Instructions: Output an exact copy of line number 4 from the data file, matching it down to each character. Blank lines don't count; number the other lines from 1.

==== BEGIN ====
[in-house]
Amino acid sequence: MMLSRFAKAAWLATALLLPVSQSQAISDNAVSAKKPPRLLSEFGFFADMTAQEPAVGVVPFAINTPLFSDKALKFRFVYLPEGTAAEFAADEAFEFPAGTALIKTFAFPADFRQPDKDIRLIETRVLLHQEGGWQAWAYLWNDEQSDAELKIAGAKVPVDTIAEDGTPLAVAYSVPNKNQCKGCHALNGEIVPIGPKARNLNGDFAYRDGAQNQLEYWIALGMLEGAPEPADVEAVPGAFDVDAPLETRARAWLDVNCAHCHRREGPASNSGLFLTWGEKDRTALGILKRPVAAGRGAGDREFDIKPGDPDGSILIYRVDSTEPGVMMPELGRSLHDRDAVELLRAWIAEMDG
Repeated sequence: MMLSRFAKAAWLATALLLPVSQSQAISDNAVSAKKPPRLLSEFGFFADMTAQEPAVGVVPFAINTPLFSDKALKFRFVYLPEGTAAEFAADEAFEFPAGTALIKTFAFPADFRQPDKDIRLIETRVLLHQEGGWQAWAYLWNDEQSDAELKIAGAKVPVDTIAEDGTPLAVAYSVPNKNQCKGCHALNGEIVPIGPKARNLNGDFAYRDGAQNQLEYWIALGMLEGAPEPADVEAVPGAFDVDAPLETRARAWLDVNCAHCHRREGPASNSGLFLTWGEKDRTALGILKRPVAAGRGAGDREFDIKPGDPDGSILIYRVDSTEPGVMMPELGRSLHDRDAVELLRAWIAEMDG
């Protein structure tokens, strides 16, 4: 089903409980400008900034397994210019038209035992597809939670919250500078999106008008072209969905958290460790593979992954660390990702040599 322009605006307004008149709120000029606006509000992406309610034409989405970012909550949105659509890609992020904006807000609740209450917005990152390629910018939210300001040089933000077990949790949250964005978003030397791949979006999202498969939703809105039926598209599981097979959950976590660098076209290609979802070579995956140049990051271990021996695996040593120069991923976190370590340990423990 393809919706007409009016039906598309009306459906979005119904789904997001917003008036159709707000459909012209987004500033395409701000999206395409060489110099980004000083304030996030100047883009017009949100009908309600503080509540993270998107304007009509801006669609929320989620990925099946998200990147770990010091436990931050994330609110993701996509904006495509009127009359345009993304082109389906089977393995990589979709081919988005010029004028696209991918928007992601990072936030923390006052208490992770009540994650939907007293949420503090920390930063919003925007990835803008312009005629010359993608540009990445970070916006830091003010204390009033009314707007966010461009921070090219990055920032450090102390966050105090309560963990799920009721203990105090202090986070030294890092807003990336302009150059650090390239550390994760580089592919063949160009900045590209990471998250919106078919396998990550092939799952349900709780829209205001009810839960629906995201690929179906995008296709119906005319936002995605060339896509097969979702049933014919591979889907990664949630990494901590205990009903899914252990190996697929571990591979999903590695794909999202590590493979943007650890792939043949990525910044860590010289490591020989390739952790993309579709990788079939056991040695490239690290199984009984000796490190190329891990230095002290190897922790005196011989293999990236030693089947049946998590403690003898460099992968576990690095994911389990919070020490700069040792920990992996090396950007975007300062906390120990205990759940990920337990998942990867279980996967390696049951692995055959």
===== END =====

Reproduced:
């Protein structure tokens, strides 16, 4: 089903409980400008900034397994210019038209035992597809939670919250500078999106008008072209969905958290460790593979992954660390990702040599 322009605006307004008149709120000029606006509000992406309610034409989405970012909550949105659509890609992020904006807000609740209450917005990152390629910018939210300001040089933000077990949790949250964005978003030397791949979006999202498969939703809105039926598209599981097979959950976590660098076209290609979802070579995956140049990051271990021996695996040593120069991923976190370590340990423990 393809919706007409009016039906598309009306459906979005119904789904997001917003008036159709707000459909012209987004500033395409701000999206395409060489110099980004000083304030996030100047883009017009949100009908309600503080509540993270998107304007009509801006669609929320989620990925099946998200990147770990010091436990931050994330609110993701996509904006495509009127009359345009993304082109389906089977393995990589979709081919988005010029004028696209991918928007992601990072936030923390006052208490992770009540994650939907007293949420503090920390930063919003925007990835803008312009005629010359993608540009990445970070916006830091003010204390009033009314707007966010461009921070090219990055920032450090102390966050105090309560963990799920009721203990105090202090986070030294890092807003990336302009150059650090390239550390994760580089592919063949160009900045590209990471998250919106078919396998990550092939799952349900709780829209205001009810839960629906995201690929179906995008296709119906005319936002995605060339896509097969979702049933014919591979889907990664949630990494901590205990009903899914252990190996697929571990591979999903590695794909999202590590493979943007650890792939043949990525910044860590010289490591020989390739952790993309579709990788079939056991040695490239690290199984009984000796490190190329891990230095002290190897922790005196011989293999990236030693089947049946998590403690003898460099992968576990690095994911389990919070020490700069040792920990992996090396950007975007300062906390120990205990759940990920337990998942990867279980996967390696049951692995055959």